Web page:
I would prefer a number of improvements too John. For example, perhaps the implementation and supervision of the entire Anti Terror Law needs to be under a special Court, like FISA in the US, which does not crimp timely action, but provides a lot of oversight.

But it's getting late...I think we are about to be hit HARD!


if you're talking about the re-writing of the anti-terror bill, i don't think it's going to take that long.

hindi ba may anti-terror bill sila lacson, jinggoy, at magsaysay? I think most filipinos will find their terror bill more acceptable than arroyo's version. Because they've crafted this bill with the intention of only going after the real terrorists.

Yung anti-terror bill naman ni Arroyo lumps the political opposition and the anti-GMA groups/"destabilizers" along with the JI, Abu Sayyaf and NPA as one and the same.

Arroyo's terror bill in it's current form should be rejected.

pati sa US, even the senate rejected the renewal of the patriot act the first time it came up because of many senators (including some republicans) expressed concerns re the need to amend some of the provisions in the Patriot Act.

so i don't think we should be stampeded into passing arroyo's version.

So we don't have an anti-terror bill even after 12/30 and 9/11. Who's fault is that really?

at sa nakikita ko, this arroyo admin is not hampered by a lack of anti-terror bill anyway.

If arroyo is sincere and REALLY serious about this anti-terror bill, then she'd have no problems accepting the opposition's anti-terror bill, with enough built-in safeguards for everybody's peace of mind.

tama rin si MLQ3, dapat may "sunset clause" sa terror bill, to be renewed and re-authorized every 3 years.

pero kung ako ang tatanungin mo, i don't trust arroyo and I am reluctant to give arroyo tremendous powers knowing her admin's record of abusing it. she doesn't deserve these powers.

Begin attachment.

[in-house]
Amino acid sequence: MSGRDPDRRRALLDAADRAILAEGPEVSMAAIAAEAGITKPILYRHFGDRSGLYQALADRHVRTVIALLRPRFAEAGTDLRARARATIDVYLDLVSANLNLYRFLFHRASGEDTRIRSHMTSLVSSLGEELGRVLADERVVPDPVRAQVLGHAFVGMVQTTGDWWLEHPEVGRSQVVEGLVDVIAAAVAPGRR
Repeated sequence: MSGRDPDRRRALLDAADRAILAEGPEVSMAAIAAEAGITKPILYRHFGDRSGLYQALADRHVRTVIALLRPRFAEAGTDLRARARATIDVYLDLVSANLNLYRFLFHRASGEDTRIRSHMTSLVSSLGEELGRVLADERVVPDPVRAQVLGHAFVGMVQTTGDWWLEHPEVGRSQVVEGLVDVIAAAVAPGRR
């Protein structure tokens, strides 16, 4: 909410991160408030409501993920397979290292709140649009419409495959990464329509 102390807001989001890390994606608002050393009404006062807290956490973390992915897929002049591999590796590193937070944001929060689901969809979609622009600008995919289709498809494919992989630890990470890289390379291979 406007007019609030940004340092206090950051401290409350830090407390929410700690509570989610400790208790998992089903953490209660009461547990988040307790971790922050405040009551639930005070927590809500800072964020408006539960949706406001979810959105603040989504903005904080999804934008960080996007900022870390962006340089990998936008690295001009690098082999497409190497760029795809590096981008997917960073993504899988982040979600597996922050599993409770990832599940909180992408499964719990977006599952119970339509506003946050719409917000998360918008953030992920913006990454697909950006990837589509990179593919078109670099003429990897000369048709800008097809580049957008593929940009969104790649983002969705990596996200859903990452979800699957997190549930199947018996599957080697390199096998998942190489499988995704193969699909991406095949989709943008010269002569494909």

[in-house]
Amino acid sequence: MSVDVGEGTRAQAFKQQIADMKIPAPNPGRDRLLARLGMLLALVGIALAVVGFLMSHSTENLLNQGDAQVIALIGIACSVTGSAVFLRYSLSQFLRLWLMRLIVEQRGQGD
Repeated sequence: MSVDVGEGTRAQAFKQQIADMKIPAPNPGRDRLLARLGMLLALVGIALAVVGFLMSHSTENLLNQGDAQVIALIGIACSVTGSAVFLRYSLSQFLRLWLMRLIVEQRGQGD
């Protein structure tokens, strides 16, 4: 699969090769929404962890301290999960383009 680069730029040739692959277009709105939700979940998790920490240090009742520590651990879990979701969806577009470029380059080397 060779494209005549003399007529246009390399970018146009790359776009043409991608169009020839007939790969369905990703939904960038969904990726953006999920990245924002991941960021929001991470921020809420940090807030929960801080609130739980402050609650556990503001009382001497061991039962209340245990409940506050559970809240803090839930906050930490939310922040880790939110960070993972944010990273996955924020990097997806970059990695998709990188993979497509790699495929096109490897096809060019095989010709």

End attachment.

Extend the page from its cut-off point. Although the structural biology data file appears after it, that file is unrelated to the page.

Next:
kung sa US ito, malamang hindi na na-renew ang patriot act, if democrats found out that bush was behaving like arroyo using the Patriot act against his political foes instead of the real terrorists. hindi lang yan, bush would have been impeached and removed from office by his own party by now if bush did an arroyo.

john marzan said...

Is one to suppose then that the delay in this passage is one or both of two things?


the delay for the bill is that arroyo never really took the WOT seriously, and saw it only as an opportunity to get the US support for her 2004 elections.

And news like these doesn't help.

Or the more politically expedient one, because this proposal reminds the local population, especially the vocal and US-averse critics, too much of the US and what it does; and thus even the administration would like very much to distance itself from anything US-sourced or –related.

i don't think so. hindi ba arroyo was gung ho about being seen as bush's ally back in 2003?

john marzan said...

Neither or both amadeo. I think we're gonna get hit HARD, then the debates will go away or settle down to the grim reality.

Hit hard by WHOM?

nung 12/30, everybody accused erap of masterminding it. mali pala. si al ghozi at yung JI ang culprit.

so kung may bombang sumabog ulit, most people will understandably assume it's JI or Abu sayyaf.